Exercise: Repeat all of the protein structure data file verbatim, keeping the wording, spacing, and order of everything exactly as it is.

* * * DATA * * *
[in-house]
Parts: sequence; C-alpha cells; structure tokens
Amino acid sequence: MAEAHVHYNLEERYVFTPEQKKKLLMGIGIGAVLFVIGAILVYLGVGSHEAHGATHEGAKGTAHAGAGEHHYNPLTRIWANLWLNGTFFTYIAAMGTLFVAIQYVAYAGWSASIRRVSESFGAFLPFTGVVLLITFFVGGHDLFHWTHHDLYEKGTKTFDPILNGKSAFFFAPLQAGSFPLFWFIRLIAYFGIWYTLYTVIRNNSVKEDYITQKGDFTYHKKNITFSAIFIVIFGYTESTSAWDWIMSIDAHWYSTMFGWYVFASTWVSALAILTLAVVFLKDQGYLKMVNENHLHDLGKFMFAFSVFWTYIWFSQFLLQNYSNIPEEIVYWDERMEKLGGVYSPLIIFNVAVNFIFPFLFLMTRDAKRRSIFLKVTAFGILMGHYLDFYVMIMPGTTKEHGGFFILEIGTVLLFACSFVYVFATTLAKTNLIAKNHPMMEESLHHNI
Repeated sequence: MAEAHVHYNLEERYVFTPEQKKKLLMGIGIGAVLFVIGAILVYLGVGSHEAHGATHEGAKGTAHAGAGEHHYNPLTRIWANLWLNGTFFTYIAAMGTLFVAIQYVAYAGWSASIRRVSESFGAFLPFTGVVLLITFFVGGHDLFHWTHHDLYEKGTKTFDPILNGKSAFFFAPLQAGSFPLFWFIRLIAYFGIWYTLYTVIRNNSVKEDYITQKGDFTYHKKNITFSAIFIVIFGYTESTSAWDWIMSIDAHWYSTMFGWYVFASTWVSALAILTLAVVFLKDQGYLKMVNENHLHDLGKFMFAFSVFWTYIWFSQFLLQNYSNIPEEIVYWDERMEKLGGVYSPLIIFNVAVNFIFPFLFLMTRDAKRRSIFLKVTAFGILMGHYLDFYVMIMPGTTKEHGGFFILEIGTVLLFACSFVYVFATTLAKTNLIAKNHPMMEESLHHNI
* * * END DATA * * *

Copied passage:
[in-house]
Parts: sequence; C-alpha cells; structure tokens
Amino acid sequence: MAEAHVHYNLEERYVFTPEQKKKLLMGIGIGAVLFVIGAILVYLGVGSHEAHGATHEGAKGTAHAGAGEHHYNPLTRIWANLWLNGTFFTYIAAMGTLFVAIQYVAYAGWSASIRRVSESFGAFLPFTGVVLLITFFVGGHDLFHWTHHDLYEKGTKTFDPILNGKSAFFFAPLQAGSFPLFWFIRLIAYFGIWYTLYTVIRNNSVKEDYITQKGDFTYHKKNITFSAIFIVIFGYTESTSAWDWIMSIDAHWYSTMFGWYVFASTWVSALAILTLAVVFLKDQGYLKMVNENHLHDLGKFMFAFSVFWTYIWFSQFLLQNYSNIPEEIVYWDERMEKLGGVYSPLIIFNVAVNFIFPFLFLMTRDAKRRSIFLKVTAFGILMGHYLDFYVMIMPGTTKEHGGFFILEIGTVLLFACSFVYVFATTLAKTNLIAKNHPMMEESLHHNI
Repeated sequence: MAEAHVHYNLEERYVFTPEQKKKLLMGIGIGAVLFVIGAILVYLGVGSHEAHGATHEGAKGTAHAGAGEHHYNPLTRIWANLWLNGTFFTYIAAMGTLFVAIQYVAYAGWSASIRRVSESFGAFLPFTGVVLLITFFVGGHDLFHWTHHDLYEKGTKTFDPILNGKSAFFFAPLQAGSFPLFWFIRLIAYFGIWYTLYTVIRNNSVKEDYITQKGDFTYHKKNITFSAIFIVIFGYTESTSAWDWIMSIDAHWYSTMFGWYVFASTWVSALAILTLAVVFLKDQGYLKMVNENHLHDLGKFMFAFSVFWTYIWFSQFLLQNYSNIPEEIVYWDERMEKLGGVYSPLIIFNVAVNFIFPFLFLMTRDAKRRSIFLKVTAFGILMGHYLDFYVMIMPGTTKEHGGFFILEIGTVLLFACSFVYVFATTLAKTNLIAKNHPMMEESLHHNI